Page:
In April 2015, more than 50 executives attended an IMD Discovery Event that explored what organizations can do to become and remain customer-led. The participants – senior managers from a variety of companies and industries – applied theoretical tools and principles to their personal business challenges and co-created new insights during this lively event.
What happens when organizations grow and enjoy success? Do they get caught in the “winner’s tornado” where increased complexity and growing demands on management lead them to spiral out of control and lose sight of why they became successful in the first place? How does this impact managerial focus, and what are the implications for leadership? In this [email protected] we examine the challenges of maintaining organizational success and what organizations can do to become and remain customer-led.
Organizational growth and leadership focus
To begin the event, participants were asked to think about their businesses over the past five years and address two issues: (1) the extent to which their organization has grown organically relative to its main competitors; and (2) the extent to which the main focus of their organization’s leadership has evolved in terms of internal focus (e.g., organization, controls, cost cutting, compliance) versus external focus (e.g., market trends, customers, opportunities). As seen in Figure 1, the trend for participants shows that organizations experiencing higher organic growth were more externally focused, while those experiencing lower growth were more internally focused. Participants from higher growing organizations cited “an active outbound sales force” and “innovation on key customer insight” as reasons for success, while those from slower growing organizations cited “lack of customer insight” and “the need to manage growth by focusing internally on building the organization” as reasons for relative lack of success. These results confirm that an outside-in management focus matters.
Research by Professor Seán Meehan and Charlie Dawson illustrates the connection between organizational growth and leadership focus (see Figure 2). In a company’s early days, the need to attract and keep customers is pronounced and there are fewer layers between the management and customer-facing teams. An outside-in view is easier to maintain as leaders have to contend with fewer internal distractions. Externally focused, committed and assertive leadership, fueled by a belief in being customer-led, brings success in the form of organic growth.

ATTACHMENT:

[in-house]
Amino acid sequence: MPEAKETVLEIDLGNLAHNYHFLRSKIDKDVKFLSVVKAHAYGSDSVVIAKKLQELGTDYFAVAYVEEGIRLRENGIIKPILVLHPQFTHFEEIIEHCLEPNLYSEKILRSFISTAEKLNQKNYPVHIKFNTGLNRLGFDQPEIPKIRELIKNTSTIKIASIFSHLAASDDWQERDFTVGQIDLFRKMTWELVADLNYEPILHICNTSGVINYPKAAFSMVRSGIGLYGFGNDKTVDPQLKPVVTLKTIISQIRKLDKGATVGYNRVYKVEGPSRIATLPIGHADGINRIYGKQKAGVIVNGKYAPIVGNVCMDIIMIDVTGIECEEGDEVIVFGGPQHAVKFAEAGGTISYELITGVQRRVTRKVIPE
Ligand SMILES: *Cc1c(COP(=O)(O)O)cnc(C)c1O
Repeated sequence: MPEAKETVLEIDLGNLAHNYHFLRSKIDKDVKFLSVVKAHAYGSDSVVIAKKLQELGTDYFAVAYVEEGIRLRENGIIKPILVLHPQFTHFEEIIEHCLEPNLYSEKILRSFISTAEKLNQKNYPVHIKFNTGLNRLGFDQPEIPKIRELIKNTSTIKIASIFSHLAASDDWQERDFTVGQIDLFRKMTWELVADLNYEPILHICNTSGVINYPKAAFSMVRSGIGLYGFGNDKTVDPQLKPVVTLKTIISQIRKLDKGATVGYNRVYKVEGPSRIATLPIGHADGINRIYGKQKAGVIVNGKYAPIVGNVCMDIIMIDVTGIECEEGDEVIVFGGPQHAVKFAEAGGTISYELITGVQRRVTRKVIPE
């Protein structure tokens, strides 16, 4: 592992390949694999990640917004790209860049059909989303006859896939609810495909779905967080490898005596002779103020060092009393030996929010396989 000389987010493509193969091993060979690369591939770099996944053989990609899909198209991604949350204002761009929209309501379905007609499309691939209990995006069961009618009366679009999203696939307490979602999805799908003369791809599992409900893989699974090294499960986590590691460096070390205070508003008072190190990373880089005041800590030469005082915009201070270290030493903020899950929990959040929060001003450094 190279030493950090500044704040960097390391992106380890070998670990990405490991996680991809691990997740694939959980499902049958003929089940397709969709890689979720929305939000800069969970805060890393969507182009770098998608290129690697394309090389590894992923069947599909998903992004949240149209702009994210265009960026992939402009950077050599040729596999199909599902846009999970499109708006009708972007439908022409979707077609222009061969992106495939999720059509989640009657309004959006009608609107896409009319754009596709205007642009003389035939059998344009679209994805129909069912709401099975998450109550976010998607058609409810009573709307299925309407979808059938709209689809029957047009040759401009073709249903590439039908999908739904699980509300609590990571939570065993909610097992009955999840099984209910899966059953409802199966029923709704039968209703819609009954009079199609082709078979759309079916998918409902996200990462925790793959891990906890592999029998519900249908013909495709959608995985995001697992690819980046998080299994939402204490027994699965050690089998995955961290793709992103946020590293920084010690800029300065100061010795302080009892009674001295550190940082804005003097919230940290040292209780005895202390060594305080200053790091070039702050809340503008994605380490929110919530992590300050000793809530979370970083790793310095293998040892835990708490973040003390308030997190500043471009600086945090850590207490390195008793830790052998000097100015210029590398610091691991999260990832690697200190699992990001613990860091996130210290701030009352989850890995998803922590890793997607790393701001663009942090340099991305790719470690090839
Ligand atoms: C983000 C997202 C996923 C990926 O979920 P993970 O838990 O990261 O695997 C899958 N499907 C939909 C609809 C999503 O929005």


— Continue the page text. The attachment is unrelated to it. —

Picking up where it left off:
As organizations mature, however, the demands in running the organization mean that leadership focus changes. Growth brings scale, mass and bureaucracy. Like a growing planet, the force of gravity increases, drawing managers’ focus inwards and leading them to concentrate their attention more strongly within their own organization. The result is that customers and markets are frequently further from their lives, since there are more layers between the management and customer-facing teams. The orientation changes from outside-in to inside-out, which undermines the belief that being customer-led is what brings success, personally and for the organization. What were previously leadership strengths – being focused, committed and assertive – have become liabilities by being redirected from the outside to the inside of the business.
This matters to companies because research suggests that if customer satisfaction levels are higher, then companies will grow faster and experience better performance.1 Thus, management’s preoccupation should be about being relevant to the lives of customers and bringing them something of value in relation to the alternatives they have. If management loses this outside-in perspective, then the organization’s performance suffers (see Figure 3). This is a common pitfall of organizations and research shows the difficulties of sustaining growth and profitability at the same time: Only 24% of companies managed to do both at the same time for 5 years and only 1% of companies maintained this over a 15-year period.2
Is the reorientation from outside-in to inside-out somehow inevitable as organizations grow? When we see successful companies fail and spiral out of control due to the “winner’s tornado,” it is a lazy association to attribute it to managerial hubris since many of these companies have highly committed and competent senior management teams. There could be another explanation – these companies are no longer able to continue being customer-led.
An approach to lasting success
Customer-led organizations have a deep understanding of what customers value that runs through the organization, and they are better than others at creating that value. This does not mean they continually ask customers what they think – it means they do not lose sight of the problems they are really solving, and continually look for new and better ways of doing so. Companies can achieve lasting success in this way, by focusing on execution and leadership. This matters to managers because the executional strengths and leadership behind customer-led growth become barriers to its continuation (see Tesco text box).